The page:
The government began its crackdown on Kurdish fighters from the Kurdistan Workers’ Party (PKK), outlawed by Ankara, last July. Turkey’s authorities maintain those killed during the security operation in the southeast were all PKK members. According to Turkish human rights groups, however, more than 160 civilians were killed during the government offensive.
President Erdogan has publicly vowed to continue the operation until the area is cleansed of Kurdish militants. Kurds have long been campaigning for the right to self-determination and greater autonomy in Turkey, where they are the largest ethnic minority.
In mid-Januray, Turkey arrested over a dozen academics for signing a declaration denouncing Ankara’s military operations against Kurdish militants. The move came after over 1,200 scholars were under investigation for criticizing the Turkish State. They were accused of allegedly participating in “terrorist propaganda” after signing a declaration condemning military operations against Kurdish rebels in the southeast. Erdogan described the group of academics as “poor excuses for intellectuals.” He insisted human rights violations in the southeast of the country were being carried out by referring to the Kurdish rebels, not by the state.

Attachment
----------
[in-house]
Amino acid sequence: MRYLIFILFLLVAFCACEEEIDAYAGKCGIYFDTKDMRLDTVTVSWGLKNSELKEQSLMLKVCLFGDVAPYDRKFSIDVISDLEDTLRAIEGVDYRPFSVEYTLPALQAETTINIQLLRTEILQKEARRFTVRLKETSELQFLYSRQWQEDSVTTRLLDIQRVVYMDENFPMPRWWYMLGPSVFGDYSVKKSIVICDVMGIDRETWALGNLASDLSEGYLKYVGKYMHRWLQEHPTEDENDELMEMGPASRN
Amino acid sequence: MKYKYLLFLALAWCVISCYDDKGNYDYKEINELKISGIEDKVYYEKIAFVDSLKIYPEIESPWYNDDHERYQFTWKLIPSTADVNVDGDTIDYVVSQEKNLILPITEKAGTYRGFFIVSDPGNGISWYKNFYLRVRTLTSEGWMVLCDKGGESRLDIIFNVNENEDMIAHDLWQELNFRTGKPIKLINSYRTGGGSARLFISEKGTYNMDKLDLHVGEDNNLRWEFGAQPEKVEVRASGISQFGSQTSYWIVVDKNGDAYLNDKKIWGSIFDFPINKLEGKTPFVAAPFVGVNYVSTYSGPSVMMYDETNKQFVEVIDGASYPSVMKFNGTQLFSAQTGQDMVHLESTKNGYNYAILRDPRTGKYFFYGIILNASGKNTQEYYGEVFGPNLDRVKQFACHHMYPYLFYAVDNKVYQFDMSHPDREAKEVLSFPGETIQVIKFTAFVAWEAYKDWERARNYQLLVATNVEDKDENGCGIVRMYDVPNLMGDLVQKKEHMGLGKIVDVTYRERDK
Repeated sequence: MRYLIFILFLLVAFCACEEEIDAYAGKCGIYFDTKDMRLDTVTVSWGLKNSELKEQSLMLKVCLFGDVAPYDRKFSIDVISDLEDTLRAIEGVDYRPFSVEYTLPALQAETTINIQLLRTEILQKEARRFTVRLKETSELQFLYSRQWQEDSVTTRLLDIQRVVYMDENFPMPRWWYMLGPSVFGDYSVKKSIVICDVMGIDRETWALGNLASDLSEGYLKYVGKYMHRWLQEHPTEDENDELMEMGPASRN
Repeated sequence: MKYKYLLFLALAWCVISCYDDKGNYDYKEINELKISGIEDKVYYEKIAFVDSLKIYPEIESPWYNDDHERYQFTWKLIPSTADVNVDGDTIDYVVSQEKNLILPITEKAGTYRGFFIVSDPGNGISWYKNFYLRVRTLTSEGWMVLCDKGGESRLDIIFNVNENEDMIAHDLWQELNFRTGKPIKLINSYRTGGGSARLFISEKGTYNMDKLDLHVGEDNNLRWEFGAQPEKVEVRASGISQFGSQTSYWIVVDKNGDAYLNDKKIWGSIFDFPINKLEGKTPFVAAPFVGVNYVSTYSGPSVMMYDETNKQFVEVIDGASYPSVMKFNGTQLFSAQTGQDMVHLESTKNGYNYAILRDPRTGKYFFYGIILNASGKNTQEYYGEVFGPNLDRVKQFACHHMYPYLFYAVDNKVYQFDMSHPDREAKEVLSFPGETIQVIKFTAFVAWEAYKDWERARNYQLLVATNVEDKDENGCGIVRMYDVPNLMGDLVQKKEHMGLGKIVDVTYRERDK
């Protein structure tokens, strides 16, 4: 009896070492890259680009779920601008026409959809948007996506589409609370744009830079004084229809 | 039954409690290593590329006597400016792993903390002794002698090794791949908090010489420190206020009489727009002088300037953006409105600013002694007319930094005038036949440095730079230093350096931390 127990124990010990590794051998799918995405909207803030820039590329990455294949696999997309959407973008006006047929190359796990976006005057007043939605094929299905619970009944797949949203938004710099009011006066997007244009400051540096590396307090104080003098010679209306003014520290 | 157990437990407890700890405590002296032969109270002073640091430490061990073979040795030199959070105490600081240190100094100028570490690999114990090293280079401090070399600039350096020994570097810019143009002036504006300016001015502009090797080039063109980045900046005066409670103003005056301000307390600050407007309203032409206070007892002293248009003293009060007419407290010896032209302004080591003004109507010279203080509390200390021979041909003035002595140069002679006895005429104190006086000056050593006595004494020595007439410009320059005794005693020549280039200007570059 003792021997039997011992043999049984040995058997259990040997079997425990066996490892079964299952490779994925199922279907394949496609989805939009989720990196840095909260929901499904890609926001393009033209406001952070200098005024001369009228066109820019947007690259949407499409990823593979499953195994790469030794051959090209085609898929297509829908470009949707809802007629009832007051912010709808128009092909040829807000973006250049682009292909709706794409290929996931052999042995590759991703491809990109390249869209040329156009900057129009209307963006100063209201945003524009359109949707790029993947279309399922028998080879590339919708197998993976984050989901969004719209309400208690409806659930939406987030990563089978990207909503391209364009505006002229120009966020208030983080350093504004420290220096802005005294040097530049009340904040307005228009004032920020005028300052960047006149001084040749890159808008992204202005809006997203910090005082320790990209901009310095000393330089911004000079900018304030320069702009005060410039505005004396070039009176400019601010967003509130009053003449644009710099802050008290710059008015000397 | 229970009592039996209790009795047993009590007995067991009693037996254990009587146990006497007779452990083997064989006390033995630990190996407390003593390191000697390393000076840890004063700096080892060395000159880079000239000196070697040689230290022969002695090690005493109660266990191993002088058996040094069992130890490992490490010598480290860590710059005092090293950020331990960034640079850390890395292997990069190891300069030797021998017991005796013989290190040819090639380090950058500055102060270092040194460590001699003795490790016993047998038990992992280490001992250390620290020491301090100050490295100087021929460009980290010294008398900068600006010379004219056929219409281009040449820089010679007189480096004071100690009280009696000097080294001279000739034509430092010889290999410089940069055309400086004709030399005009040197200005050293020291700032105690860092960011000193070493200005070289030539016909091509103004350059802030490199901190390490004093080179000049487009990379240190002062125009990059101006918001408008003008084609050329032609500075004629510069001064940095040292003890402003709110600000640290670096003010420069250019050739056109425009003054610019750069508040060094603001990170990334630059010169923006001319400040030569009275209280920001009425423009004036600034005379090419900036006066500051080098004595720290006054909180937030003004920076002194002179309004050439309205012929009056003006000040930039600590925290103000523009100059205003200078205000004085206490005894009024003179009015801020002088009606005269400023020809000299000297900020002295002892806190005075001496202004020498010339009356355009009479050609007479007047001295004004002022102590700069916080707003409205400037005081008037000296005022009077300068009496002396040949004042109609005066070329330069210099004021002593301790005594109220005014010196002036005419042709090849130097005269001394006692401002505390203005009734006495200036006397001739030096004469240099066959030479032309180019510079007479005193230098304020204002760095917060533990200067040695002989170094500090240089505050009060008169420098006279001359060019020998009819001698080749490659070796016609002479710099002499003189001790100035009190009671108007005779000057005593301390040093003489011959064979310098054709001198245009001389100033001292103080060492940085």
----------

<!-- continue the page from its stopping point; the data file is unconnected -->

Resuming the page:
The day after Erdogan urged prosecutors to investigate academics, who signed the declaration criticizing military action in the country’s mainly Kurdish southeast, Kemal Kilicdaroglu, leader of the main opposition Republican People’s Party’s (CHP), called the Turkish president “a dictator.”
In January, a local Turkish court dismissed Recep Tayyip Erdogan’s appeal against Kilicdaroglu. The Turkish president was seeking damages after the opposition party leader called him a “thief.” Erdogan’s lawyers demanded 200,000 Turkish lire ($66,000) in damages, saying this was an “attack on his personal rights.”
On Monday, an Ankara court sentenced another Turkish politician Hüseyin Aygün, a former deputy from the CHP party, to 14 months in prison for “publicly insulting” Prime Minister Ahmet Davutoğlu. Aygün rejected all accusations, Haber Turk reported.
The Republican People’s Party has repeatedly accused the government of using counter-terror laws to persecute journalists, saying 156 were arrested in 2015, with 484 legal actions launched against journalists and 774 fired during the year.
Aygün was sentenced to nine months in jail for “inciting people to enmity or hatred or denigration,” Müslim Sarı, another former CHP deputy, wrote on his Twitter.
“This ruling is clear evidence that there [is] no freedom of thought and expression in Turkey and judicial independence has ended too,” Sarı said in another tweet.
Late last month, a Turkish court sentenced a female teacher to almost a year in prison for making a rude gesture at Erdogan (when he was prime minister) at a political rally in 2014.
“The situation for freedom of expression is at an all-time low,” Andrew Gardner, Amnesty’s Turkey researcher, told the Times. “Countless unfair criminal cases have been brought, including under defamation and anti-terrorism laws — even children have been remanded in pre-trial detention,” he said.
© Photo: Youtube/ Russian Defence Ministry